Copy professional riders (except for the pharmacology). I'd say that the single most important insight I had, the one thing that in addition to meager talent allowed me to climb into the professional ranks, was the value of shameless mimicry. At the time I did this, very little of my idealized imagery came from actual live racing (a handful of spectator occasions in my area) or even filmed footage (Tom Simpson or the Milk Race or whatever). The brunt was still photos in magazines and newspapers, from which I would sort of extrapolate a full range of probable motion: you could not be in position 'Z' unless you had, milliseconds before, been in position 'Y', and before that 'X', so on.
I was very aware when I entered my first races as a 13-year-old that, even though I was complete crap, I alone among my fellow competitors looked correct. As I got faster and stronger, there was very little need to undo bad habits — for example, a bad set of angles in my action, or a bad posture in or out of the saddle. Even moving in and around other riders in the peloton was like second nature, right from the start, because those dynamics and etiquette could be fairly accurately interpreted from stills. Nowadays, with YouTube and DVDs and such, the process would be far, far simpler.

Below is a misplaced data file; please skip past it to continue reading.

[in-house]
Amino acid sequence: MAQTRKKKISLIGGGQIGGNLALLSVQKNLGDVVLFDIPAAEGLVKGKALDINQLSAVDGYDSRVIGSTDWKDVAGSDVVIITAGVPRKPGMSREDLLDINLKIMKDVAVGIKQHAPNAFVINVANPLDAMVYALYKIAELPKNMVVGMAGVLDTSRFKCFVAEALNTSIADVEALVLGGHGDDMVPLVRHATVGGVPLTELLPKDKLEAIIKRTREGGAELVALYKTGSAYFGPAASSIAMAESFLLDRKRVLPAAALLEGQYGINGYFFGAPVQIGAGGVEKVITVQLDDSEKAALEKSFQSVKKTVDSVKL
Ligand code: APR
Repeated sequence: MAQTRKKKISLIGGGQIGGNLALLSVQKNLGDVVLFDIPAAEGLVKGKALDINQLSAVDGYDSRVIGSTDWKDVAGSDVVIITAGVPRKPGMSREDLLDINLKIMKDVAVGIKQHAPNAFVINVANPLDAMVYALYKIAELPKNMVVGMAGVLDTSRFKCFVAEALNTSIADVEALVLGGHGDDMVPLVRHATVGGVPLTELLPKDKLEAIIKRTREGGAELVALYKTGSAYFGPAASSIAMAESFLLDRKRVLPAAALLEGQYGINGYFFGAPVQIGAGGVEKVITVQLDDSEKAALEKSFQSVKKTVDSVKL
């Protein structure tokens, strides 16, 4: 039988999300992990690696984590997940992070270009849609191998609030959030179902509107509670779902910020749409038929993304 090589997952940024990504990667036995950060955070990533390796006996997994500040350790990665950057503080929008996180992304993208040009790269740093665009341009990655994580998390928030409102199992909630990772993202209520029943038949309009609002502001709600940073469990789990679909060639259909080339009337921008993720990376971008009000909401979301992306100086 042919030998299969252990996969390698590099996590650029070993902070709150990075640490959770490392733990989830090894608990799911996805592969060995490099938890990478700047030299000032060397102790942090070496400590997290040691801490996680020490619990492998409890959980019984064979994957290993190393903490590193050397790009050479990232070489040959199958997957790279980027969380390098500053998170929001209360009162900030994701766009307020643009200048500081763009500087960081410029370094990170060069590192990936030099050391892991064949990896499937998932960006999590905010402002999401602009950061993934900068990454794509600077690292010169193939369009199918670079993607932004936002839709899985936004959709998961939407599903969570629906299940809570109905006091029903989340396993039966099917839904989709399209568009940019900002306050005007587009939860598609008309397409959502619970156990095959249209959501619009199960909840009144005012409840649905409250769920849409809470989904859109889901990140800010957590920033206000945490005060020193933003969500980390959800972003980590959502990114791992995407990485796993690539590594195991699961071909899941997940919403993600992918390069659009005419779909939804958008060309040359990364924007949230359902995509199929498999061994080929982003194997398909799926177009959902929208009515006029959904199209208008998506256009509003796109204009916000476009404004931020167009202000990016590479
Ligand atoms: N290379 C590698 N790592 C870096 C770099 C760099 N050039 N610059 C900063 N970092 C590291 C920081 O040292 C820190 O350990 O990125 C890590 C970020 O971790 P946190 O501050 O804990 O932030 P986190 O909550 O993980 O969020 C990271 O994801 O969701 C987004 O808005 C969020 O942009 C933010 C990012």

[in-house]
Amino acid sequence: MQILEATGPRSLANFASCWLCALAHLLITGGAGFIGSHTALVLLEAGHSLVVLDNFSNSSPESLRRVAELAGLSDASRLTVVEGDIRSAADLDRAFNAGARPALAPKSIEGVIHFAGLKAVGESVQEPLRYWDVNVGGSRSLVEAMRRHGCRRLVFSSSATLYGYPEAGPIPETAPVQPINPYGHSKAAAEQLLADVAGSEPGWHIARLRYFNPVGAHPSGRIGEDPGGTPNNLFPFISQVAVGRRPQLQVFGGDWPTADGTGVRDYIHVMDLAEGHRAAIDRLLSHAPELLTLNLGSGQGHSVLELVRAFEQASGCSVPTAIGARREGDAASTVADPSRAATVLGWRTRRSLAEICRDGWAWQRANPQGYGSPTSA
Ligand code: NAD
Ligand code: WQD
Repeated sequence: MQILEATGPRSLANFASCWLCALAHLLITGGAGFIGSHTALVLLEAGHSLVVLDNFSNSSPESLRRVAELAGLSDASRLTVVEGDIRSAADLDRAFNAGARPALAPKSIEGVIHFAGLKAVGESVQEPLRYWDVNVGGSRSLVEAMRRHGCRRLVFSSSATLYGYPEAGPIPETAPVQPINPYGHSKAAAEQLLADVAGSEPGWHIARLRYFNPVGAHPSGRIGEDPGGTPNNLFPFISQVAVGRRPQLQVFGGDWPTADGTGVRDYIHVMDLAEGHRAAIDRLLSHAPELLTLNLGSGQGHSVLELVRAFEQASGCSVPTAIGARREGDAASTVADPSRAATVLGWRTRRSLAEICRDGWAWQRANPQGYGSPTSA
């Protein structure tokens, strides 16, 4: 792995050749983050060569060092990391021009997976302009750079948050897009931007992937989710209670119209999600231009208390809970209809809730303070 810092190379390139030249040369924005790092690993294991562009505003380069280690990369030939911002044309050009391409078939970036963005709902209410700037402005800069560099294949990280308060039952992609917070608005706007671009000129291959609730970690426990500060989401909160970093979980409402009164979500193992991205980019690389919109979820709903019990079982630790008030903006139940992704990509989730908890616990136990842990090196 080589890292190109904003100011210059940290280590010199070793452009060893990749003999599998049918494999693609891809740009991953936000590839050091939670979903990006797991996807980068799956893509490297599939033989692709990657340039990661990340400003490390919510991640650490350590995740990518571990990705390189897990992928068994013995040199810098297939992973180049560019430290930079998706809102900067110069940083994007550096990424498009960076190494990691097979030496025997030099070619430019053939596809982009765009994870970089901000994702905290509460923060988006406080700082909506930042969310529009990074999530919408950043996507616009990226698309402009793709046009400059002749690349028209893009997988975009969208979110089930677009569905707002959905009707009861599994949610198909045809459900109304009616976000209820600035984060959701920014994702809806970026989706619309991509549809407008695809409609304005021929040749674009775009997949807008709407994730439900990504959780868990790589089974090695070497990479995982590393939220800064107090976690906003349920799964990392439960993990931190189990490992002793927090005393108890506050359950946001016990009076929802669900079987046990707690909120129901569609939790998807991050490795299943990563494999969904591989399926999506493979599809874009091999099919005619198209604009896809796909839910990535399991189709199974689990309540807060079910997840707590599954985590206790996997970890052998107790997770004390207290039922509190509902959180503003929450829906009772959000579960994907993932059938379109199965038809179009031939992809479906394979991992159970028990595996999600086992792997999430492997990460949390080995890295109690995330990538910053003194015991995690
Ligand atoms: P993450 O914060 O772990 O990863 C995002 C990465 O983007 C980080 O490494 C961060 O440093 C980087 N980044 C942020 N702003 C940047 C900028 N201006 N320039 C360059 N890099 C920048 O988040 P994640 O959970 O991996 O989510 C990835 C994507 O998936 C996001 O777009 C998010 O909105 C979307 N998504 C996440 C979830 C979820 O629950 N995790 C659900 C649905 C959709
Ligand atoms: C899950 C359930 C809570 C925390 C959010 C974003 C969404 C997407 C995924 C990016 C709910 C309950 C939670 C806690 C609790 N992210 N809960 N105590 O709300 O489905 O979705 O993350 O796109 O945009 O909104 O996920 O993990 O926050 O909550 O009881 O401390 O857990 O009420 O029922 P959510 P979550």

I work with a number of juniors now (as well as grown-ups), and no matter how loudly they bark I don't let out the lead until they look right to me. Mind you, 'looking right' has to encompass a range of skeletal awkwardnesses and muscular limitations, but for any given anatomy, there's economic and graceful version of that anatomy. Finding it early on permits, eventually, a complete expression of the native ability.